Paul is also involved in a beneficiary gaming team, where the charity’s beneficiaries come together and play games with eSports teams formed of players from the army, the RAF and the navy, allowing veterans to play with their former service and ‘feel part of it still’.
Discussing the good Hero Up does, Sarah Jones, Head of Psychological Wellbeing at Help for Heroes, explained it fundraises for wounded veterans and their families and ‘provides a space where veterans can game together for mutual support.’
People can simply sign up, create a fundraising page, set a target and then play their favourite games to drive donations for Help for Heroes. These donations help us to support our veterans affected by injury or illness, and their families, with everything from their mental health to clinical support.
Many of our veterans find gaming to be a really helpful tool to manage daily stresses including chronic pain, mental health issues and social isolation. It’s something that’s available in their own homes at any time, night or day, so it’s accessible and provides a sense of community and camaraderie that they often miss when they leave the military.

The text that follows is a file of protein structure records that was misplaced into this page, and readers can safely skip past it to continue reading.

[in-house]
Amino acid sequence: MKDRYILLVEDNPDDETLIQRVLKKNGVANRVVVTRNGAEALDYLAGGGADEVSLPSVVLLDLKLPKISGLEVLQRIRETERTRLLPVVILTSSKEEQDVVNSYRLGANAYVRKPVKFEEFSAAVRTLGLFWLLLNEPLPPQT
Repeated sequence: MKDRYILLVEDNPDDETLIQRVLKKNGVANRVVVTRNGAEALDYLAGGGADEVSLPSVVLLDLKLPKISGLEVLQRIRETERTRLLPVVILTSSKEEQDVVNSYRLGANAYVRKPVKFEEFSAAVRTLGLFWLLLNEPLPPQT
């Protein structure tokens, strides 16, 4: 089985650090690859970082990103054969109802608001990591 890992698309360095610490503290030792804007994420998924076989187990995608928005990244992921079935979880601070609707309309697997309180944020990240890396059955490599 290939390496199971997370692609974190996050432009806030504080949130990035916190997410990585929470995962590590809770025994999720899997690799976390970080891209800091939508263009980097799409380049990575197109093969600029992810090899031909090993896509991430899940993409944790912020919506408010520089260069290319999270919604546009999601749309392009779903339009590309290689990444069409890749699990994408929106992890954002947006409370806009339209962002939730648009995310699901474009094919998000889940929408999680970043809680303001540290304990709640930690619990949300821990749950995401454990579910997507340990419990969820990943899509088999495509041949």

This Remembrance Sunday, Paul will be marching at the cenotaph in London; an event he described as an ‘honour’ to be part of. As well as joining other veterans at the event, Paul will take part this weekend in a gaming event organised with teams from the Royal Navy to raise both money and awareness for the support that is available, to help people realise it’s there ‘before they need it’.
He explained: ‘It’s alright knowing it’s there when you need it, or after you need it, but ideally people need to know it’s there before they need it, and that’s why I really want to be working with them.’
Paul noted he ‘can’t think of a situation where [Help For Heroes] wouldn’t be able to help’ him, and through the support he has received he made the promise to himself ‘that from now on [he’s] going to try and make a difference’, saying: ‘If I can help one or two more people along the way then that’s worthwhile being around.’
With that in mind, Paul noted that ‘we all go through battles; we all have our issues and have our good days and bad days’, but we must ‘understand that it’s alright not to be alright.’ He urged those struggling to ‘speak to somebody’, because ‘the minute you do is the minute things start turning for the better.’
The veteran added: ‘Find something that really makes you feel good about yourself, and whenever you feel low just find that positivity that will get you through it one step at a time, one day at a time.’
Through Hero Up initiatives, including direct donations, fundraising livestreams, and support from World of Warships, Help For Heroes has raised more than £80,000. If you’d like to get involved with Help For Heroes’ Hero Up campaign, you can find more information here.
If you’re experiencing distressing thoughts and feelings, the Campaign Against Living Miserably (CALM) is there to support you. They’re open from 5pm–midnight, 365 days a year. Their national number is 0800 58 58 58 and they also have a webchat service if you’re not comfortable talking on the phone